The system then proceeds from step 148 to step 150 and reads Time t and then proceeds to step 152 and makes a determination whether t is equal to or greater than ΔtON. If the determination at step 152 is negative the system proceeds to step 154 for a short time delay on the order of one to five seconds and then recycles to step 150. If the determination at step 152 is in the affirmative, the system proceeds to step 154 and turns off both the BAKE and BROIL burners.
The system is then set at step 156 for a burner OFF cycle time ΔtOFF which in the present practice of the invention has been set for an elapsed period of one minute. The system then proceeds to step 158 and sets t=zero and then proceeds to read t at step 160. The system then makes the determination at step 162 as to whether t is equal to or greater than ΔtOFF ; and, if the determination at step 162 is negative the system proceeds through a time delay on the order of one to five seconds at step 156 and recycles to step 160.
If the determination at step 162 is in the affirmative, the system recycles to step 146.
Referring to FIGS. 7, 8 and 9, the user input portion of the present control system is illustrated as having potentiometer 14 mounted on a circuit board 168 which is mounted on a control console housing 170, a detent hub indicated generally at 172 and a cover 174 which is adapted for attachment to a control housing 170 by means of mounting tabs 176. Hub 172 has an enlarged diameter portion 178 which has a generally hollow cylindrical configuration open at one end with an annular outwardly extending flange 180 formed at the open end thereof which flange has a plurality of notches or recesses 182 formed therein spaced about the periphery thereof. One of the recesses 182 is formed through an axially extending projection 184 extending from one axial face of the flange 180 and corresponds to the OFF position of arcuate segment 80 of the potentiometer.
Hub 172 has a reduced diameter portion 186 which has a hollow cylindrical configuration and is adapted to be axially assembled over the shaft 16 of the potentiometer in closely fitting driving engagement therewith. The hub 172 is biased to slide in an axially outward direction or a direction tending to separate the hub and the potentiometer by a coil spring 188 nested in the interior of the enlarged diameter portion 178. Hub portion 186 has a flat portion extending therealong denoted by reference numeral 190 and is thus configured to engage the flattened portion 17 of the potentiometer shaft in sliding engagement and is effective for torque transmission therebetween.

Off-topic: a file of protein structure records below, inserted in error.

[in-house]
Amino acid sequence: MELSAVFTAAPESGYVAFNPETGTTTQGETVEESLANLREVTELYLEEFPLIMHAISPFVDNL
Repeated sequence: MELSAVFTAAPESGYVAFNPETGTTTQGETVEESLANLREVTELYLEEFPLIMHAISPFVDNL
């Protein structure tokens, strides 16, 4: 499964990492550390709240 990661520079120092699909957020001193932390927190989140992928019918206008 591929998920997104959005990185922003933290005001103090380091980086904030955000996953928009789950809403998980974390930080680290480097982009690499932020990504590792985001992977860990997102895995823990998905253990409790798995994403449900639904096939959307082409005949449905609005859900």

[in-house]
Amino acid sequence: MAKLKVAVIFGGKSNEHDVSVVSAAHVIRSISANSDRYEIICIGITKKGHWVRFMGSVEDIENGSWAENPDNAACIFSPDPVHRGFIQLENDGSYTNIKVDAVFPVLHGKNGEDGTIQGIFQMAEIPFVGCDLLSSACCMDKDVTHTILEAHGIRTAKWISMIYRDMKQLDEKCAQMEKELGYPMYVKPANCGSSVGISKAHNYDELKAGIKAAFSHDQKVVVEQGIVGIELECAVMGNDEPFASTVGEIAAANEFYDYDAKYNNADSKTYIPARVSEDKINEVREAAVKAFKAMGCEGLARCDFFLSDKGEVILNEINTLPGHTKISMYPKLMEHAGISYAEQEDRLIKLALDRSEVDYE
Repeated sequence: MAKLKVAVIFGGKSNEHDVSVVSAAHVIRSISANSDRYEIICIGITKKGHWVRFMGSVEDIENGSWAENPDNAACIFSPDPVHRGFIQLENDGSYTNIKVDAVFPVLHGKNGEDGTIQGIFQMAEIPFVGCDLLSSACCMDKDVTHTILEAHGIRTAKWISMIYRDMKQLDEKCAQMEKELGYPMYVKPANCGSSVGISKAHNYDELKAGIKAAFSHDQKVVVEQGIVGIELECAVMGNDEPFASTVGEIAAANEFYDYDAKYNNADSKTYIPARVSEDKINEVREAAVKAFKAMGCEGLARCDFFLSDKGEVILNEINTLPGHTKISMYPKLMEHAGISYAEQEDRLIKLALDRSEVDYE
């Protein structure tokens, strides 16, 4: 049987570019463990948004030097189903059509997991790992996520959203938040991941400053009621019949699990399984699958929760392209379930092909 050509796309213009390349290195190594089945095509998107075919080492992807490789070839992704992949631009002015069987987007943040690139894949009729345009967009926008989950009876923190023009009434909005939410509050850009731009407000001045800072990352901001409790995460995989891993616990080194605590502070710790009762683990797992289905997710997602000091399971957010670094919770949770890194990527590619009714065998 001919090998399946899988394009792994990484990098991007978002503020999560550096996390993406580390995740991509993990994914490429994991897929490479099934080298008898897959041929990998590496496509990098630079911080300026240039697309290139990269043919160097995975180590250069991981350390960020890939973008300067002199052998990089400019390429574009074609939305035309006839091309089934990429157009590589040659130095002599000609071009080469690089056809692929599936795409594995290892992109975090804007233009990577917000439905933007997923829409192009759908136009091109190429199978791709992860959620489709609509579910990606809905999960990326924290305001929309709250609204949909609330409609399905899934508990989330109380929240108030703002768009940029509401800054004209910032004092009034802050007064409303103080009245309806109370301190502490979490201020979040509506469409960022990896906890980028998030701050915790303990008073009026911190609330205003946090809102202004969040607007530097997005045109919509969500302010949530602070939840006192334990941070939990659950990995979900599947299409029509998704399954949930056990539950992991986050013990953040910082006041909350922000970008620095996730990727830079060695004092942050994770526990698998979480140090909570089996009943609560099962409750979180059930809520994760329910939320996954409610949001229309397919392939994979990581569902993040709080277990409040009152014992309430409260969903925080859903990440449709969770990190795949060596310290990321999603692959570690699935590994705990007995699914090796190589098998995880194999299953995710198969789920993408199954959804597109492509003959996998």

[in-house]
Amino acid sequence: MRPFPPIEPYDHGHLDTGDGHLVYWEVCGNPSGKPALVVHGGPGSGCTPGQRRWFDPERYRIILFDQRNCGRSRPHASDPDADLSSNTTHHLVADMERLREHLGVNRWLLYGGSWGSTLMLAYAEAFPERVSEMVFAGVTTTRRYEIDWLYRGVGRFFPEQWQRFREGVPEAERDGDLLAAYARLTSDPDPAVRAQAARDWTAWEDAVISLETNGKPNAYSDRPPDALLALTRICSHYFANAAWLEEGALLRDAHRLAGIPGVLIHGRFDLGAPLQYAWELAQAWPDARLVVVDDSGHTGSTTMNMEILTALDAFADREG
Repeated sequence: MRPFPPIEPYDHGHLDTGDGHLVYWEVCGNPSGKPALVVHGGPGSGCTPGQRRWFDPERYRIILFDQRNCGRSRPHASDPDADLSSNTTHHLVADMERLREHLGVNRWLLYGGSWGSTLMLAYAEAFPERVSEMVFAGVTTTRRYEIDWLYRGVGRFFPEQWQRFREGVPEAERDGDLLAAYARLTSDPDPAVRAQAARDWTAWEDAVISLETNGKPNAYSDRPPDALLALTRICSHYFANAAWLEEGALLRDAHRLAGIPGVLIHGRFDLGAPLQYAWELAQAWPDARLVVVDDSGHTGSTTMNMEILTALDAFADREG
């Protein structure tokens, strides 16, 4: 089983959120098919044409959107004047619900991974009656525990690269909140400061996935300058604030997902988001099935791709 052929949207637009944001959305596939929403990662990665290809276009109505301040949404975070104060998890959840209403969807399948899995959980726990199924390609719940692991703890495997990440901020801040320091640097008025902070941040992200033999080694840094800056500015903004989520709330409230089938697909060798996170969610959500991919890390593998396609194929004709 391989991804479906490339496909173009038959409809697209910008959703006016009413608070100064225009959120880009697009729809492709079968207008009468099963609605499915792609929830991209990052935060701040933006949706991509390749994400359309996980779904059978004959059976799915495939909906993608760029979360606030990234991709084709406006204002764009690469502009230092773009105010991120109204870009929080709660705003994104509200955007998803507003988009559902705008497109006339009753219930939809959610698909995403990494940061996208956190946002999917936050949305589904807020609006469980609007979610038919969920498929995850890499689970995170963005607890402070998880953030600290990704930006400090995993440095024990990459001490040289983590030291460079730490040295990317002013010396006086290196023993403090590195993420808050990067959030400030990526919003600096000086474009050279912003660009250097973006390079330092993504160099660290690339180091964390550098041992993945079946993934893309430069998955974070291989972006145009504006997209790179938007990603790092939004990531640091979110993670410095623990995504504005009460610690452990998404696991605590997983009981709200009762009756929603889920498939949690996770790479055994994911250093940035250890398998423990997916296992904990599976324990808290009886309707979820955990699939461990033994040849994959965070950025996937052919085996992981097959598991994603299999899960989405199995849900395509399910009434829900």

Cover 174 has an annular collar or projection 192 extending from the face thereof and having hub 172 journalled therein on the inner periphery 194 of the collar 192 for free rotation and axially sliding movement therein. The cover also has a pair of spaced generally parallel slots 196 and 198 formed therethrough which define therebetween a deflectable beam portion 200 which has extending into the slot 198 a projection or bulge 202 formed thereon which engages the notches or recesses 182 formed in the flange 180 of the detent hub, thereby locking the hub into the rotary position corresponding to the engagement of the particular one of the notches 182.
The axial projections 184 of hub 172 require a substantial movement by the user of the hub 172 in the axial direction toward the potentiometer 14 to disengage the projections 184 from the notches 203 to permit rotation of the hub from the position corresponding to the projection 184. Thus, the rotational position of the hub 172 and the potentiometer shaft 16 corresponding to the engagement of the projections 184 with the notches 203 may correspond to the "OFF" position for the potentiometer 14 requiring axial movement of or pushing of the hub 172 by the user in order to permit rotary movement of the hub and potentiometer shaft from the "OFF" position. It will be understood that an unshown user knob is engaged over the reduced diameter portion 186 of the detent hub to facilitate user movement thereof.
The present invention thus provides a push to turn actuation of a user control input to effect all electrical control of oven fuel gas burners and provides for automatic regulation of the oven temperature thereafter.
Although the present invention has been described hereinabove with respect to the illustrated embodiments, it will be understood by those skilled in the art that the invention is capable of modification and variation and is more particularly described in its scope by the following claims.
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|U.S. Classification||431/12, 126/39.00G, 251/96, 126/39.0BA, 431/75, 126/19.00R, 251/205, 431/78|
|International Classification||F23N5/02, F24C3/12|
|Cooperative Classification||F23N2035/14, F23N5/022, F23N2041/08, F24C3/128, F23N5/02, F23N2023/08|
|European Classification||F23N5/02B, F24C3/12F2|
|Jun 9, 1995||AS||Assignment|
Owner name: EATON CORPORATION, OHIO
Free format text: ASSIGNMENT OF ASSIGNORS INTEREST;ASSIGNOR:KANO, YOSHIO W.;REEL/FRAME:007565/0502
Effective date: 19950601
|Dec 23, 1997||CC||Certificate of correction|
|Dec 13, 1999||AS||Assignment|
Owner name: RANCO INCORPORATED OF DELAWARE, DELAWARE
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Effective date: 19971130
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|Sep 10, 2014||AS||Assignment|
Owner name: CERBERUS BUSINESS FINANCE, LLC, AS COLLATERAL AGEN